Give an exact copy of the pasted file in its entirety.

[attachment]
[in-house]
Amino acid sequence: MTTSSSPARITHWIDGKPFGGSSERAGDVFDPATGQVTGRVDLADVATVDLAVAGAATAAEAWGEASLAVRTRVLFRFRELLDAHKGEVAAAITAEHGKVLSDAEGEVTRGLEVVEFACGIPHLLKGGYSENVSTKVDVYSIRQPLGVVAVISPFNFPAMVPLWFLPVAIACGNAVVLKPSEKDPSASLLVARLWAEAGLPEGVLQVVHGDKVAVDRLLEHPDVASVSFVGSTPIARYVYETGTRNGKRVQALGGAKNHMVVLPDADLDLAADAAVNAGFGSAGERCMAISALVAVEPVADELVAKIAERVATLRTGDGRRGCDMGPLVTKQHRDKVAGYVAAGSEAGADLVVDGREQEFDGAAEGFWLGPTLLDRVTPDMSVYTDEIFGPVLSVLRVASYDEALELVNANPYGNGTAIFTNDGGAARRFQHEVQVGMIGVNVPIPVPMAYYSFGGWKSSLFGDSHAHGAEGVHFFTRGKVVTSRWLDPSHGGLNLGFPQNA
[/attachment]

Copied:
[in-house]
Amino acid sequence: MTTSSSPARITHWIDGKPFGGSSERAGDVFDPATGQVTGRVDLADVATVDLAVAGAATAAEAWGEASLAVRTRVLFRFRELLDAHKGEVAAAITAEHGKVLSDAEGEVTRGLEVVEFACGIPHLLKGGYSENVSTKVDVYSIRQPLGVVAVISPFNFPAMVPLWFLPVAIACGNAVVLKPSEKDPSASLLVARLWAEAGLPEGVLQVVHGDKVAVDRLLEHPDVASVSFVGSTPIARYVYETGTRNGKRVQALGGAKNHMVVLPDADLDLAADAAVNAGFGSAGERCMAISALVAVEPVADELVAKIAERVATLRTGDGRRGCDMGPLVTKQHRDKVAGYVAAGSEAGADLVVDGREQEFDGAAEGFWLGPTLLDRVTPDMSVYTDEIFGPVLSVLRVASYDEALELVNANPYGNGTAIFTNDGGAARRFQHEVQVGMIGVNVPIPVPMAYYSFGGWKSSLFGDSHAHGAEGVHFFTRGKVVTSRWLDPSHGGLNLGFPQNA